In an ongoing and heated debate, the issue of smoking in land-based casinos has been obstructed even further with a research proposal studying the effects of smoking having been denied by 81% of shareholders in Caesars Entertainment. But the battle rages on, as anti-smoking proponents show no signs of giving up.

The battle is still ongoing: the contentious issue of banning smoking in Atlantic City casinos remains unresolved as a lawsuit against local casinos awaits a Superior Court ruling. Various stakeholders, including shareholders of Bally's Corp and Caesars as well as Trinity Health, have expressed their opinions on the matter.

Shareholders say no: research is unnecessary

Shareholders of Bally's Corp and Caesars, who, as most of us know, own four out of the nine casinos in Atlantic City and several online casinos in New Jersey, oppose conducting research on the effects of prohibiting smoking in casino floors and play areas. A nonprofit healthcare organization and shareholder in several gaming companies, Trinity Health, proposed to commission said research. Trinity Health and the Americans for Nonsmoker's Rights Foundation argue that allowing indoor smoking in casinos could lead to higher maintenance costs and worker health insurance premiums, as well as a potential decline in customers who want to avoid exposure to second-hand smoke.

But despite these concerns, the proposal from Trinity Health was rejected. Caesars Entertainment stated that conducting the research would not be a wise use of its resources. The board of directors of Caesars further added that it takes the health and safety of all its customers as seriously as possible, and when it allows smoking in certain designated areas of its many properties, it also naturally ensures that it helps protect its nonsmoking clients' and customers' health.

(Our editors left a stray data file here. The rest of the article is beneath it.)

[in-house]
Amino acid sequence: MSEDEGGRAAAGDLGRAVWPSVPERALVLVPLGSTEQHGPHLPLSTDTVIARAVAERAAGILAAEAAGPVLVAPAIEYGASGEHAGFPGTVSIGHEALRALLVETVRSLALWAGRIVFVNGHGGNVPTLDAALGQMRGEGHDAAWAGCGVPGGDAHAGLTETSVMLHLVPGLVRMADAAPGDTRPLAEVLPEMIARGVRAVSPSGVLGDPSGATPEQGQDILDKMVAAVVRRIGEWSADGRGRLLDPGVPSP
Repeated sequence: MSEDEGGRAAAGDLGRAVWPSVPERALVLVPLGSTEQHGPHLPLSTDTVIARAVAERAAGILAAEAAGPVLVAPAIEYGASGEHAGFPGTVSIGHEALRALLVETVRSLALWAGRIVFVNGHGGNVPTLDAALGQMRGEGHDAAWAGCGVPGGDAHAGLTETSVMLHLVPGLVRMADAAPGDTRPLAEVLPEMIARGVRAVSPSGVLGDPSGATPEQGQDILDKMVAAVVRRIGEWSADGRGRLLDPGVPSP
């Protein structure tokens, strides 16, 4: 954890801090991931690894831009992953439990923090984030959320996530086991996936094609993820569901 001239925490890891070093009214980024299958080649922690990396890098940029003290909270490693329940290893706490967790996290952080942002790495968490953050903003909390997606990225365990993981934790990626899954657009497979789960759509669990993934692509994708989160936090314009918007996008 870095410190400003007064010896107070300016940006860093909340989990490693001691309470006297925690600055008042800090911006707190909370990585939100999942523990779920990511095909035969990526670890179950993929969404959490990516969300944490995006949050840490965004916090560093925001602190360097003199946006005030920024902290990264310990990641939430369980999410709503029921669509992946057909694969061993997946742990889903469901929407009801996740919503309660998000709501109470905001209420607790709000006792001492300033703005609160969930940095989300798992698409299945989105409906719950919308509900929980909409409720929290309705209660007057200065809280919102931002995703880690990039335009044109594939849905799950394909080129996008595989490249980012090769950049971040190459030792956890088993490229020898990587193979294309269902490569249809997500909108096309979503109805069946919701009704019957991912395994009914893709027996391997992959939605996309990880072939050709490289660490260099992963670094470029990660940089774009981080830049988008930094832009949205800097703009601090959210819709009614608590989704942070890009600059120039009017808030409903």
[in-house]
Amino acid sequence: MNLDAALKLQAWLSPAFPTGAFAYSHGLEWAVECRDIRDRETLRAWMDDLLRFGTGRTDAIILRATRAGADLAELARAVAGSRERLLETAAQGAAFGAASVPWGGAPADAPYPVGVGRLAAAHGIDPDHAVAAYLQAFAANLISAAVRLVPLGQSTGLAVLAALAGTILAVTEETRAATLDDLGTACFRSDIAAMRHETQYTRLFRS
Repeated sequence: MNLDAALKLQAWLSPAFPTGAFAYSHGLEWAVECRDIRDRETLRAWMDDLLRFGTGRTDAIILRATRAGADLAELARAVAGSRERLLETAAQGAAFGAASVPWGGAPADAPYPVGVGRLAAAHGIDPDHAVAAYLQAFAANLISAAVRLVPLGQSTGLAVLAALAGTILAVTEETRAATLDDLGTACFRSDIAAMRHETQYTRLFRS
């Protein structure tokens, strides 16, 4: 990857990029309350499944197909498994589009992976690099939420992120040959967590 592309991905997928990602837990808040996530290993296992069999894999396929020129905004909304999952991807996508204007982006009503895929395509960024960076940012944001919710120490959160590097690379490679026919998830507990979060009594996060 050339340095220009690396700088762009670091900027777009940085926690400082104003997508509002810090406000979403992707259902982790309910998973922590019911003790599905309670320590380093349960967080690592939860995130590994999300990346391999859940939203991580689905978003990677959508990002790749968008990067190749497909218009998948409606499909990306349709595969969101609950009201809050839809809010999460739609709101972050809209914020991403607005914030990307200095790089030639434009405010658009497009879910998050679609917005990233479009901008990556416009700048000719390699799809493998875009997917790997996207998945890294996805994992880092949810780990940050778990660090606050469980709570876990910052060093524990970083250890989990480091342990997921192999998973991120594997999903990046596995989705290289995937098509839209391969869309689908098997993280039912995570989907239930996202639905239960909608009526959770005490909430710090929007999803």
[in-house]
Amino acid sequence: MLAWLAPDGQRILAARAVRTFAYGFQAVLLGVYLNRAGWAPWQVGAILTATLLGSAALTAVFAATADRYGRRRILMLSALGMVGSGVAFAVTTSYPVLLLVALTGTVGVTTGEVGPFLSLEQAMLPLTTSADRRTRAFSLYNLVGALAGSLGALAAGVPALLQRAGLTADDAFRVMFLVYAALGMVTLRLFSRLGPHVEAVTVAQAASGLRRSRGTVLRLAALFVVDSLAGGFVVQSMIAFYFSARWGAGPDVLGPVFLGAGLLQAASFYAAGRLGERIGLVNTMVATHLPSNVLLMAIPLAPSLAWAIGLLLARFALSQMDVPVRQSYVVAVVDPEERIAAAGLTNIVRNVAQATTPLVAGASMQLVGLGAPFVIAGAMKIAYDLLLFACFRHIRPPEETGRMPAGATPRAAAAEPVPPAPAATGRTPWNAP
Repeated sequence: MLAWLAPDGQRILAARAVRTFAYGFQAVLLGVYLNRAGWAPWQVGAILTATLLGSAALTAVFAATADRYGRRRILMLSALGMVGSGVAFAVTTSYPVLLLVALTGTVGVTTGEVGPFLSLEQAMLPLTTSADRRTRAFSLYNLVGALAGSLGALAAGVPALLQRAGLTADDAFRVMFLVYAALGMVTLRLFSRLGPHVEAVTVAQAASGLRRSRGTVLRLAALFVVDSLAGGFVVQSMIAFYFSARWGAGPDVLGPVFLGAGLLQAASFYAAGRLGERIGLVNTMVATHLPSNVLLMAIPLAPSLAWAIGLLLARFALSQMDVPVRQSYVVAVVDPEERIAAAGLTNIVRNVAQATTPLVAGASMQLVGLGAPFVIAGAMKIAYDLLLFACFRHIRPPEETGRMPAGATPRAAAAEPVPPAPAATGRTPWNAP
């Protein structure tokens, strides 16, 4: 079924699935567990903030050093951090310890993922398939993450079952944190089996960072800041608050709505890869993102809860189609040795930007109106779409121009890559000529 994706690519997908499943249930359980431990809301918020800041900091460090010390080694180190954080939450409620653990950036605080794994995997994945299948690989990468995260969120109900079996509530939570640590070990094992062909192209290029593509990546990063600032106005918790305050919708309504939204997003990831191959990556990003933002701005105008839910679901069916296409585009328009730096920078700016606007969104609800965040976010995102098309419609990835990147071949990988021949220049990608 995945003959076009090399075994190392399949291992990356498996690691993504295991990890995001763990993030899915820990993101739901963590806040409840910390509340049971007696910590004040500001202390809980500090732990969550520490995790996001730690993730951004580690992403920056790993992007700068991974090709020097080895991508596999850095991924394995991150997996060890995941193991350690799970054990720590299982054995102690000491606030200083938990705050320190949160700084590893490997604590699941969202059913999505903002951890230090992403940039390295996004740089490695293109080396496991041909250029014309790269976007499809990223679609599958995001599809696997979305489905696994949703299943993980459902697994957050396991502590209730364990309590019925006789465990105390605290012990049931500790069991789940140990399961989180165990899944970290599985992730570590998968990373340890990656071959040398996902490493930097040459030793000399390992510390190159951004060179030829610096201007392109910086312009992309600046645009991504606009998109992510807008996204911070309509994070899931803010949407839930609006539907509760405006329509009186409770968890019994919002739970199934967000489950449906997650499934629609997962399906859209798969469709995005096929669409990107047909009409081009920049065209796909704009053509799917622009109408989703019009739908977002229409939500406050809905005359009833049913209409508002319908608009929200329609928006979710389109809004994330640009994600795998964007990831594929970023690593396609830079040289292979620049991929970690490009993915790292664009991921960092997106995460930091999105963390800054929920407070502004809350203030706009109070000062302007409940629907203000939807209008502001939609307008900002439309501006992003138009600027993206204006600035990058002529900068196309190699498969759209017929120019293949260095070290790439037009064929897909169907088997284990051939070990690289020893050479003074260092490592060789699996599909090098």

In fact, in June, more than 81% of votes gathered at Caesars Entertainment’s annual meeting opposed the research proposal, according to a Securities and Exchange Commission filing. Caesars Entertainment runs and operates a total of three casinos in New Jersey’s Atlantic City: Harrah's, Tropicana, and, of course, Caesars, while Bally's owns the Bally's casino.

Proponents of the smoking ban in casinos remain as hopeful as ever

In spite of the strong opposition, however, the CEO of the Americans for Nonsmokers' Rights Foundation, Cynthia Hallett, continues to be hopeful. She pointed to the other portion of those supporting research on a smoking ban, which, at this point, consists of Boyd Gaming, with a 22% shareholder support. It’s worth noting, though, that Boyd Gaming does not own or manage any Atlantic City casinos. "We've established an incredibly strong foundation from which to build," Hallett states. She continues that most proposals don't even make it to the voting stage, nor do they reach "double-digit-level support." She further adds that as the issue of smoking in casinos has now reached the boardroom, companies cannot ignore this truly crucial matter that is affecting the health and wellness of both the guests and employees.

This development comes only about a month after a Superior Court judge listened to arguments for a smoking ban following a lawsuit filed by Atlantic City employees in casinos. The employees claim that numerous casino floors in Atlantic City are "toxic" because of the smoking. But the state contended that a ban on smoking would result in revenue and job losses in the thousands. UNITE Here Local 54, a union that represents over 10,000 casino workers, along with the New Jersey attorney general, are pushing for the lawsuit’s dismissal.

In the meantime, Judge Patrick Bartels with the Superior Court, who oversaw the arguments in May, stated his intention to issue a relevant ruling as early as possible. For now, both stakeholders and employees are at a standstill and are eagerly awaiting the verdict.